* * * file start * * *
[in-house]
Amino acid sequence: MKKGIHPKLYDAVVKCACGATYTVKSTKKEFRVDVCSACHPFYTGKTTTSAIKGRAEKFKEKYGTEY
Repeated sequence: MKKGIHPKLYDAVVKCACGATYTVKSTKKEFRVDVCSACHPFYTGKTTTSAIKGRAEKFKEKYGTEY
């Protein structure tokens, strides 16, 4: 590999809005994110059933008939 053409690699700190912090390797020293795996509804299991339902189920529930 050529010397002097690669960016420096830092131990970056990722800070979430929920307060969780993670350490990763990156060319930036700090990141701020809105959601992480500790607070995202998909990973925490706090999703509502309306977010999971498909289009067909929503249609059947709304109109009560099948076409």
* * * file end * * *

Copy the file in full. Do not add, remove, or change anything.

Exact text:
[in-house]
Amino acid sequence: MKKGIHPKLYDAVVKCACGATYTVKSTKKEFRVDVCSACHPFYTGKTTTSAIKGRAEKFKEKYGTEY
Repeated sequence: MKKGIHPKLYDAVVKCACGATYTVKSTKKEFRVDVCSACHPFYTGKTTTSAIKGRAEKFKEKYGTEY
């Protein structure tokens, strides 16, 4: 590999809005994110059933008939 053409690699700190912090390797020293795996509804299991339902189920529930 050529010397002097690669960016420096830092131990970056990722800070979430929920307060969780993670350490990763990156060319930036700090990141701020809105959601992480500790607070995202998909990973925490706090999703509502309306977010999971498909289009067909929503249609059947709304109109009560099948076409």